Myth: Tenure still exists.
Tenure might still exist in some places, but certainly not Colorado, and certainly not at the K-12 education level. I hear this myth brought up all the time and am wondering who is the runner of the gossip mill still. Like many places, Colorado replaced tenure with an evaluation system, so any teacher can get canned at anytime, for any reason (with that being said, even with the evaluation system, there are still bad teachers teaching).
Myth: I get so much time off.
This is partly true; I do get a lot of time off. But, my salary is also pro-rated for this. By the time I finish my master’s, I will have just as much education, if not more, than someone with an MBA, and yet, I will still be making less than half of the national average.
I should also add that my “time off” is never quite my “time off”. I’ve been mostly excited for this five day Thanksgiving break, because it means I can catch up on my grading and responding to e-mails. I can finally work on cutting that song for my dance team. I can finish that book I have to teach next week. Like the rest of you, my time off really just transforms into my day to “work from home”.
Myth: I should be teaching real life skills instead of reading books.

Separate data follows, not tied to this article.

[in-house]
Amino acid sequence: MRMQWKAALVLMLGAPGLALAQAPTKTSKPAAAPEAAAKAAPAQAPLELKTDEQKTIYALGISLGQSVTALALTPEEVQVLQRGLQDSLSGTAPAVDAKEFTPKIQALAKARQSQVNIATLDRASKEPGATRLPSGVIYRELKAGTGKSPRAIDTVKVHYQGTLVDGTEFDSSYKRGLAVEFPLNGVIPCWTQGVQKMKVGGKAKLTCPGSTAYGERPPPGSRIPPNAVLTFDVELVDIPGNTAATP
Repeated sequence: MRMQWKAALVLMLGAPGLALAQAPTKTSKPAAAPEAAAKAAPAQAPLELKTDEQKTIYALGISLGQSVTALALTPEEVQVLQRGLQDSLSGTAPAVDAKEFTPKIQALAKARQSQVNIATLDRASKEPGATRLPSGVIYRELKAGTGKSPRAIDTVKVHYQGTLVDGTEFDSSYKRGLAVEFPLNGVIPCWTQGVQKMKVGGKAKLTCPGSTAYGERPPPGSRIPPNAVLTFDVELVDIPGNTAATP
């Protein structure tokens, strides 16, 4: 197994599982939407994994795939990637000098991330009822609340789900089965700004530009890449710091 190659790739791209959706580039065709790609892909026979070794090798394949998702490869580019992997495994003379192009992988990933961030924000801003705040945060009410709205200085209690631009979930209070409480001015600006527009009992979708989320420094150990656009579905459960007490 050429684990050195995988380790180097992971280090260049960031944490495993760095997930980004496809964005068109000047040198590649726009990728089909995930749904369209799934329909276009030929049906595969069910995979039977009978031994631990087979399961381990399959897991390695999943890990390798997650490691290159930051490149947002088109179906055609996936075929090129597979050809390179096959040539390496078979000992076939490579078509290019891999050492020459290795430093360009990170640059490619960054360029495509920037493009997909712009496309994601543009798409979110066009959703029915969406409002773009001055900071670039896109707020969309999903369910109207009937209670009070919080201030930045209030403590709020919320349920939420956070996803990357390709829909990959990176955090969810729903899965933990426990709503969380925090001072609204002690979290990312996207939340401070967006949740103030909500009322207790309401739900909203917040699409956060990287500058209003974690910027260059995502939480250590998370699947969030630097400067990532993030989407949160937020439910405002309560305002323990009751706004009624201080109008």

You know, there is such thing in this world as “parents”. People somehow get this misconception that our teachers can be the sole caretakers of our child’s development, and if the child does not succeed, its due to the teacher, and the parent has nothing to do with it.
There are two philosophical camps: we teach what the kids do during their daily lives to “connect to them”, or we teach what they do not do during their daily lives because they won’t get it anywhere else. I can’t guarantee that my students’ parents know how to deconstruct a plot line, how to look for fallacies in an argument, how to run spell check, so those are the things I teach.
Myth: “Those who can’t, teach”.
I’ve met many people in my short teaching career who went into it, thinking it was an easy opt out, and leaving with extreme PTSD. We all think that because we went to school, we know how to teach school. But, as anyone who has tried to teach before knows, its much more than just paying attention and turning in your work. Its emotionally taxing, physically taxing, ego-taxing. You have people from all different directions, criticizing you. You know you are the topic of dinner conversations. You punish a student and immediately become “a bitch”. It takes a very strong person to get in front of a bunch of self absorbed, narcissistic, insecure kids.
As a young female teacher (and a former “cheerleader”), I am constantly battling gender stereotypes. Every year, I will have a couple of male students who walk in, kick up their feet, and expect to do nothing, because I am a female and “must not know anything”. I will get a couple of female students, who sense me as competition, and spend the whole class, scowling at me, and whispering about me. I meet parents, who are skeptical of my energetic presence, and are careful to let me know that by their child failing my class, I am ruining the chances of med school in the future. I meet community members, who literally to my face have said, “All teachers are lazy, don’t know anything, and only teach 20% of the required skills” (My wound is still healing from that one).